I go to a happy crappy church and certainly have our own problems and issues, but at the end of the day, no matter what church you go to, Jesus is the key. Are we not all the bride of Christ? I find the honesty and truth in what you said refreshing and find your love for people to meet Jesus is infectious. I stand with you brother in Christ and pray that people in Jesus centred churches flourish and grow in their relationships with the king. Thank you for being you.

  2. Brother Casey, I agree with your stance wholeheartedly. While I don’t personally feel that any one sect reigns supreme above the others (yes, even as a practicing Catholic I say this), as I too put more of my being, my spirit and my life force in general into knowing Jesus intimiately in my life and the world at large and following His Gospel call to us over instituionalized practices subject to the will, whim and corruption of men. But I do long for a day where the Church at large can bring more people to Christ and be Christ-centered, not canon-centric. Bravo for your stance and peace be with you.

  3. I agree with you totally!!!! I am a Catholic and due to several missteps by clergy and such, I left practicing what the Church teaches and requires….I was gone for over 20yrs. Came back a couple of yrs. ago; and found that although the Catholic Church has Jesus as its “founder”, He didn’t intend it to be an organization but a WAY into finding a personal relationship with HIM and OUR FATHER; and all of this is possible by the HOLY SPIRIT…..The SPIRIT OF GOD is soooo part and parcel of our God…..I’m still a Catholic and will remain one; but I do appreciate and respect several “pro testants” ……..

  4. Very powerful and somewhat controversial To some only a Catholic can be saved I agree with your points Be good Be honest and believe in Christ

  5. Brother Casey, I will be honest. Despite your explanations, I am still deeply troubled by your comment. I too want everyone to be on fire for Jesus, as you put it. My personal relationship with Him is something I’ve been working on for a long time. I took a big step in that journey last year by becoming Catholic. That’s because even though I loved Jesus as a Protestant, I realized that we only had a part of the picture, and subsequently only understood Jesus in part. The Catholic Church is the only one who presents the full and complete picture of Jesus, and no matter how much someone loves Jesus, they’re not seeing essential pieces of the picture unless they’re Catholic. You rightly state that not all Christian churches are equal, but the reason for that is that as Catholics we are members of the body of the Church, the Church which was also established as an institution by Christ himself. We cannot have the former without the latter. But I am troubled when you say that congregational affiliation does not matter, only Jesus matters. With Christ being the high priest of our Church, by separating the two, and only focusing on Jesus, you lose the most perfect image of Jesus, as He and His bride, the Church are inextricably united. The main message I can gather from what you are saying is those who are spiritually weak and only choose to look at the Church and ignore Christ are the ones who need to be on fire for Jesus. Very correct, because without Jesus, they only have an incomplete view of the Church and the Sacraments. But that is not to say that it would be better for them to learn to love Jesus in another Christian tradition, because as I have said, the Jesus presented in those faiths is incomplete without His Church. You can look at Jesus-loving Protestants and say that they are good, but only in so much as that that good is in progression from Protestant to Catholic. The same is not true if the situation is to be regressed. It is not to be called good if a Catholic were to find Jesus in a Protestant church, as that would be a step back from the perfection presented in the unity of Christ and His Church. I hope I have spoken in charity and apologize if I’vd come off too strongly. As a new Catholic, I so desperately want to help others to come to the Church and to more intimately know Christ. The first step of that might be helping Protestants to become as perfect a Protestant as possible, and only when they realize the inadequacy of their church will they be called to the Catholic Church, as it happened with me. As always, I enjoy following your videos and continue to pray for you and all religious. Pax et bonum.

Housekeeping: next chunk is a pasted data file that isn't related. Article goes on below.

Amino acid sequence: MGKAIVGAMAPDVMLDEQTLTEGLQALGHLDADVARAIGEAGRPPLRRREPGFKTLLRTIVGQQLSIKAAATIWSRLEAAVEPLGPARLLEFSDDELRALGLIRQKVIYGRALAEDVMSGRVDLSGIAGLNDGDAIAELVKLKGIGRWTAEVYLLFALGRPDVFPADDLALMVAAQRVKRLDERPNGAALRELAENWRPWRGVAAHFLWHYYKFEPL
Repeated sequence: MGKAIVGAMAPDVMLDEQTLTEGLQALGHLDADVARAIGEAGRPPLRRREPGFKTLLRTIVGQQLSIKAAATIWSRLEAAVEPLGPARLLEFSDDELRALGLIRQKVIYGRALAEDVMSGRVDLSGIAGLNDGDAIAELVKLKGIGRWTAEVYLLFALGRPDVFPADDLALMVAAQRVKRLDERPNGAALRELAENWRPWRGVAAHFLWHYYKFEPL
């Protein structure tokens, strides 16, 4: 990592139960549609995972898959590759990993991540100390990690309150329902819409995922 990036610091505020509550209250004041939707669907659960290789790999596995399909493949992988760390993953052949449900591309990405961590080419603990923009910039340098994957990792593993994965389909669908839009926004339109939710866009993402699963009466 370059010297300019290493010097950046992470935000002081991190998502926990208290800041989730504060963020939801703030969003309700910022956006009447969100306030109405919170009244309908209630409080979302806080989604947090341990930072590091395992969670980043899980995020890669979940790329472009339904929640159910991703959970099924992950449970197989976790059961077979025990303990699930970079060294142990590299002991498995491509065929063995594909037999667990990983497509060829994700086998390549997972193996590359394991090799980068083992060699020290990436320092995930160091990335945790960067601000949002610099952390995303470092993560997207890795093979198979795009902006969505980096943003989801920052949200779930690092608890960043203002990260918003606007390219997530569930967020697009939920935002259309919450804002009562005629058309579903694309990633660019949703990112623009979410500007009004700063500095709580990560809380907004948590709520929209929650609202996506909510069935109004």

• Welcome home! Your words touch me. I’m a revert who has explored the “gamut.” I came back home for the same reason you came home. I don’t mean this uncharitably, but I don’t understand how it’s possible to have a relationship with Jesus outside of the Sacramental life. Even in those times when I haven’t been able to attend Mass or Confession for weeks, I anticipate the Sacraments, as reflected in my conversations with my Lord. It seems to me that non-Apostolic Christians have to rely on their imaginations more…but they probably think I have to rely on mine because they don’t have the same view of the Eucharist. I pray, “O Most Sacred Heart of Jesus, lead all sinners to the truth and light of God the Father. Amen.”

  6. Brother,
    More Catholic religious need to speak the truth as you have done.Thank You…..A Lapsed Catholic

  7. Do not be deceived by the endorphin rush of Protestants. There is but One True Church. The problem with dead Catholics not “knowing” Jesus is because they are not listening and open. It’s not the Spirit of Christ in the heretical churches that attract so many, its deception by the evil one. Preach not false doctrines. Much better to remain in His Church and be saved, than tricked into a secular falsehood of Protestantism.